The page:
Mistaken heat cheques may need to be returned after all  

Perhaps don’t spend that 6,000 kroner windfall just yet — the minister of climate, energy, and supply wants to revisit whether people who received heating cheques by mistake should get to keep the money. 

The heating cheques are intended to support households heated by gas as prices soar, but the government used an online database that relies on self-reported information from homeowners to determine who was eligible. That meant some households that have since switched from gas to another heat source, or have even moved to a different residence altogether, received the cheques in error. 

Minister Dan Jørgensen told TV Avisen he’s asking the parties that supported the original legislation behind the heat cheques to discuss ways of recovering the misspent money. The legislation explicitly said that heat cheques sent in error not only should not be returned, but must not be paid back. 

The system’s goal was to get the money in the accounts of people who need it  as quickly as possible without the delay and added expense of an application process, which could also exclude the most vulnerable, broadcaster DR reports

Electricity price on Wednesday broke Danish record

At about 7 pm Wednesday evening, the price of a kilowatt-hour of energy reached 8.42 kroner, the highest figure recorded in the last 12 years according to TV2. 

Daily and weekly averages are also at record levels, Carsten Smidt, director of the Danish Supply Authority, told DR. According to Nord Pool, the electricity market that covers Nordic countries, prices are three times as high as the same period last year. 

“If prices remain at the current level, an ordinary average family with a variable contract will pay 15,000 kroner more this year than last year for their electricity bill,” economist Brian Friis Helmer of Arbejdernes Landsbank told DR.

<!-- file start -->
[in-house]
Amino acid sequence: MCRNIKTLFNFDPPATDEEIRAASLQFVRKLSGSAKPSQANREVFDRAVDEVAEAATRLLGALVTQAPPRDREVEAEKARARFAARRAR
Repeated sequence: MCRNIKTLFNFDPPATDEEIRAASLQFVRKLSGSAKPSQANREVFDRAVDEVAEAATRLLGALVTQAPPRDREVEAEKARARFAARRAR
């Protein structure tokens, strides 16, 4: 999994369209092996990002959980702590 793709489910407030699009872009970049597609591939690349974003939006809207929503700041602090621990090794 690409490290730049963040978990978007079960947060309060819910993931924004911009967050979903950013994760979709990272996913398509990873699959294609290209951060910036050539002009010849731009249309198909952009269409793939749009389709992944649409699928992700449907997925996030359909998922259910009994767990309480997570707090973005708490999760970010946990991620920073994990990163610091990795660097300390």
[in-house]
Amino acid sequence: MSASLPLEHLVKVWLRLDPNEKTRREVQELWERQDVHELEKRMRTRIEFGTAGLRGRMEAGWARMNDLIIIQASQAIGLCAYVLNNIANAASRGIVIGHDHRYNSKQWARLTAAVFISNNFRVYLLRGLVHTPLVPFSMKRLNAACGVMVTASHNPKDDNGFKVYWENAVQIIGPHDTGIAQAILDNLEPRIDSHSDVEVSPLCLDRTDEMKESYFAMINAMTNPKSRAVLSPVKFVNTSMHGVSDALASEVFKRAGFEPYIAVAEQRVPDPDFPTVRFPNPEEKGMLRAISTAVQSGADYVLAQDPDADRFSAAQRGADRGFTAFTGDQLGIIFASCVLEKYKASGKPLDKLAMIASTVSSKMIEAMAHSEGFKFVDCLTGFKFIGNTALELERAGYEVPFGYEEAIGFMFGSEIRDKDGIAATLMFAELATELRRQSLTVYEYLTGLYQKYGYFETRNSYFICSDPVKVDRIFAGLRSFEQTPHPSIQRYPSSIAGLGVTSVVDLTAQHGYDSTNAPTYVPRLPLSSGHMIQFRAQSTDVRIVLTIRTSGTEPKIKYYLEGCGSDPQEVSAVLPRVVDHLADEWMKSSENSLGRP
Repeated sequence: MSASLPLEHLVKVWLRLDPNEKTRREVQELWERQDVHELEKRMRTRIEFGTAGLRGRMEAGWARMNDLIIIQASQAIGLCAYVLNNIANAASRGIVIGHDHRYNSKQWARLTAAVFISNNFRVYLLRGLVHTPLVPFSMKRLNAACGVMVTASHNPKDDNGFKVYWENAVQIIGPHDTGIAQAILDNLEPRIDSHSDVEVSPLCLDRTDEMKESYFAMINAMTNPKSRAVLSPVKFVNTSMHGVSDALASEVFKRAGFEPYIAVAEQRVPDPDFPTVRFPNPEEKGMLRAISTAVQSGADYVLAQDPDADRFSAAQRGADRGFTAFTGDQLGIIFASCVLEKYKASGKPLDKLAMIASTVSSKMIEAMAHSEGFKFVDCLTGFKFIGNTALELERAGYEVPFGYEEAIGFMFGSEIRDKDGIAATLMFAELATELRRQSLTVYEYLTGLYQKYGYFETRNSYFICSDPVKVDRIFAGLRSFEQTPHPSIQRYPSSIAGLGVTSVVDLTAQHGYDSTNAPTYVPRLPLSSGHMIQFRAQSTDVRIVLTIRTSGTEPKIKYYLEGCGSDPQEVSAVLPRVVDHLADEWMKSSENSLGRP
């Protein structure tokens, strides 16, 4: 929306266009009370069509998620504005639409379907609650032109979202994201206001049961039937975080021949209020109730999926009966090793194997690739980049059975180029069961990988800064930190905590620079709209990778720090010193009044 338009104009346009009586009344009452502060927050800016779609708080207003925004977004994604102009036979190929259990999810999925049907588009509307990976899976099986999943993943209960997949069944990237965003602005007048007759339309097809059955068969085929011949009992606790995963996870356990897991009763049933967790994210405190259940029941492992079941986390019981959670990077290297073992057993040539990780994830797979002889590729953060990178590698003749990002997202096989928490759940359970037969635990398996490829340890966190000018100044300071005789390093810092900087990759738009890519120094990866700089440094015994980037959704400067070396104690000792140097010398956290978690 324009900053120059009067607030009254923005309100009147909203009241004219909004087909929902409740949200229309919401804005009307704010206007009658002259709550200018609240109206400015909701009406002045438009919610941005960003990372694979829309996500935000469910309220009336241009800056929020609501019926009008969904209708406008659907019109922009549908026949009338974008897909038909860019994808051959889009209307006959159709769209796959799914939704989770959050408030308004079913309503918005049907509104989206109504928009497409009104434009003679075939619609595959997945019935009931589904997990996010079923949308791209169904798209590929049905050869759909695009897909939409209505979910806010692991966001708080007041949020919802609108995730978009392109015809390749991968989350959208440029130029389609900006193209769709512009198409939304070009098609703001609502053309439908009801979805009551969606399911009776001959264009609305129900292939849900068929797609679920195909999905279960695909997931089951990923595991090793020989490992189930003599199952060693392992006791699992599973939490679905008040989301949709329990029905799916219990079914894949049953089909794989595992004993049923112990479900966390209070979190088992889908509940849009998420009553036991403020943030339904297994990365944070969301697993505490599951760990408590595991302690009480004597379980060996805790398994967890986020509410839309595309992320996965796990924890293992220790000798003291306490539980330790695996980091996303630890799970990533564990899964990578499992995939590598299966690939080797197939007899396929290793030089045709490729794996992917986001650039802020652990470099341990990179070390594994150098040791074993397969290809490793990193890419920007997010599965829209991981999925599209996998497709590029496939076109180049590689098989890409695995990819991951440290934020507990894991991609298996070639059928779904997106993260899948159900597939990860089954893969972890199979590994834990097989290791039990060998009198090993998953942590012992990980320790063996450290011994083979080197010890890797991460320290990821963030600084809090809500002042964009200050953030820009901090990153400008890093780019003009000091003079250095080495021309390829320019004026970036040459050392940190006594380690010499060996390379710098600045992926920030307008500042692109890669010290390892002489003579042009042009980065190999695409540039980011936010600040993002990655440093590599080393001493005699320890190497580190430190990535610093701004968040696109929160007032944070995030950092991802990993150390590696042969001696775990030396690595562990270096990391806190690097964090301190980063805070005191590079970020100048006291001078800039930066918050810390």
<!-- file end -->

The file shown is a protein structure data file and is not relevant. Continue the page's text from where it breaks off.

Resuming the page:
READ MORE: Denmark’s energy agency to look at possible saving measures 

Large fire on Amager extinguished

A Wednesday night fire in a pizzeria on Amagerbrogade, the main high street in Amager south of Copenhagen, spread to first floor apartments before it was extinguished, according to authorities. 

The cause of the fire remains undetermined, but no injuries have been reported. 

A kick in the (cigarette) butt: Danish cigarette smokers quit more often, smoked less during pandemic 

According to new research from the University of Copenhagen, more Danish cigarette smokers kicked the habit or reduced their dependence during the height of the pandemic in 2020. 

Smokers bought 20 percent fewer cigarettes on a weekly basis in 2020 than before lockdowns began, and the number of people who quit cigarettes altogether increased 10 percent relative to the year before. 

“We can learn from it that smokers actually react to it when they can see the consequences [of smoking] more clearly right now and here,” University of Copenhagen associate professor Toke Reinholt Fosgaard told newswire Ritzau. 

“You can use prices and make it more expensive to smoke, but you can also try to shift information and awareness around the consequences so that it feels closer,” he added. 

It’s unclear whether the people who quit or reduced their consumption of cigarettes during the pandemic were able to keep it up after 2020, though researchers say they’re hopeful data from 2021 will show a lasting change.

READ MORE: Denmark considers permanent ban on cigarette sales for people born after 2010